Review of The Seduction of Curves: The Lines of Beauty That Connect Mathematics, Art, and the Nude

The Seduction of Curves: The Lines of Beauty That Connect Mathematics, Art, and the Nude
by Allan McRobie; Photography by Helena Weightman

Princeton University Press, Princeton, NJ, 2017
168 pp., illus. 179 col., 107 b/w. Trade, $35.00
ISBN: 9780691175331

Reviewed by
Phil Dyke
November 2017

In many ways this is a remarkable book. It is unquestionably on fine art, but the author is an academic engineer who is obviously very mathematically knowledgable.  The question is does the marriage work? That it might is to a large extent down to the writing skill of Dr McRobie. When commenting on a topic such as the beauty of curves one is usually firmly into opinion, not fact. When describing curves and surfaces precisely, one is in mathematical fact not opinion. The author plays it safe in that the examples he cites certainly are beautiful and the book can be simply seen as fine art, words largely unread. But that would be a pity. Following a general introductory chapter, the next five chapters are grounded by direct comparison between his examples and the five so called catastrophic folds (the fold, the cusp, the swallowtail, the butterfly and the wigwam). These will certainly interest those like this reviewer who are mathematical or scientific. I am less sure they will captivate the fine artist though; do they care about such classifications? Maybe they should. The book then develops a wider remit and finds mathematically relevant descriptions of surfaces and curves also described precisely through the physics of optics (reflections, rainbows, gravitational lenses) then it is back to René Thom with stability and the Russian sculptor Naum Gabo, who Thom sadly never met. The book finishes with summaries of the mathematician Thom and the surrealist Salvador Dali.  Both controversial, they did meet late in Dali’s life and got on very well.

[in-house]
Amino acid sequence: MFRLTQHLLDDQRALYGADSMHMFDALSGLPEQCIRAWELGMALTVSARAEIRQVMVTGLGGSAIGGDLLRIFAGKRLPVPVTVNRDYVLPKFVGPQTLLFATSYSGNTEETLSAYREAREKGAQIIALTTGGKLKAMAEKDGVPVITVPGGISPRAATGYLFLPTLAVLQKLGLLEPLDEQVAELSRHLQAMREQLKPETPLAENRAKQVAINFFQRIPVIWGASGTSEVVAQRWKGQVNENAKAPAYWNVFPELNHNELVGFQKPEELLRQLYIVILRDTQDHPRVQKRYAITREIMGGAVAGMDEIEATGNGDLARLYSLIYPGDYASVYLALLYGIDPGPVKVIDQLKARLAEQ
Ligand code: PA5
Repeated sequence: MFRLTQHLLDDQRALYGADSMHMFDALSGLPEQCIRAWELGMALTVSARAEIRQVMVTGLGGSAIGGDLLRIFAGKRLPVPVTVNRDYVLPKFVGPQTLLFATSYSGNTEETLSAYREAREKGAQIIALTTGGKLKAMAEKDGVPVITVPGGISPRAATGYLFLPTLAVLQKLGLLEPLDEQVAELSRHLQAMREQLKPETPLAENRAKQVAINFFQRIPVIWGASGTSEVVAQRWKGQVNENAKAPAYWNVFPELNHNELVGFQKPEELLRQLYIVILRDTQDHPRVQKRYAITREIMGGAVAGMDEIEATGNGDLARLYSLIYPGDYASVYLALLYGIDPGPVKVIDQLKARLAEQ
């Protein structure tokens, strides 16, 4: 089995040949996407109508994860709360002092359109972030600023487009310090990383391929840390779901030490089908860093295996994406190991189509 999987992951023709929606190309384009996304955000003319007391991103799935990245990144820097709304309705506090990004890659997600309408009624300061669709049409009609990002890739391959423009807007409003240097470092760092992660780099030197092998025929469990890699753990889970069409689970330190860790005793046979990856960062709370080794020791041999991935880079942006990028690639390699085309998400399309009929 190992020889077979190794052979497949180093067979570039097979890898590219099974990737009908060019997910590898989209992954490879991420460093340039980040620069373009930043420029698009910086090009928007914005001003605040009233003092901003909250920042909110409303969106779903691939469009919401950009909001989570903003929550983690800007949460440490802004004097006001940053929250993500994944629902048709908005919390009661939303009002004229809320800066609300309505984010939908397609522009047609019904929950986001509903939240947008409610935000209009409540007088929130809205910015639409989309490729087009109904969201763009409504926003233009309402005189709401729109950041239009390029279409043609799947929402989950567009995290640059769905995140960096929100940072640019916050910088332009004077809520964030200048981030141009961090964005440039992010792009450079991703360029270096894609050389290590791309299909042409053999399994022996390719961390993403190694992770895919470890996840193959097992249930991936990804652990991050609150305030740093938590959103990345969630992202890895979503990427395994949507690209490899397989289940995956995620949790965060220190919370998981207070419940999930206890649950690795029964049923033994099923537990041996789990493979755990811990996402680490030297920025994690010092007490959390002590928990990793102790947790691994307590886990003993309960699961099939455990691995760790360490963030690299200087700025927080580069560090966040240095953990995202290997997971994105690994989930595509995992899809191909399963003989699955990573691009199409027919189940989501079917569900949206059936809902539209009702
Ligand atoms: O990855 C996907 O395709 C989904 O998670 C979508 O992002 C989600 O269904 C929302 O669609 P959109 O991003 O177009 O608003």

The book is a very brave attempt to marry the precise mathematics of catastrophe theory and other related mathematics to what is meant by beauty, an attempt to link the very precise with the imprecise. This reviewer thinks it mostly successful, but credit is due to the erudition of the author plus the quality of the production both in the illustrations used and in the general elegance of the book itself. It would grace the grandest of coffee tables and provide the basis for interesting debates.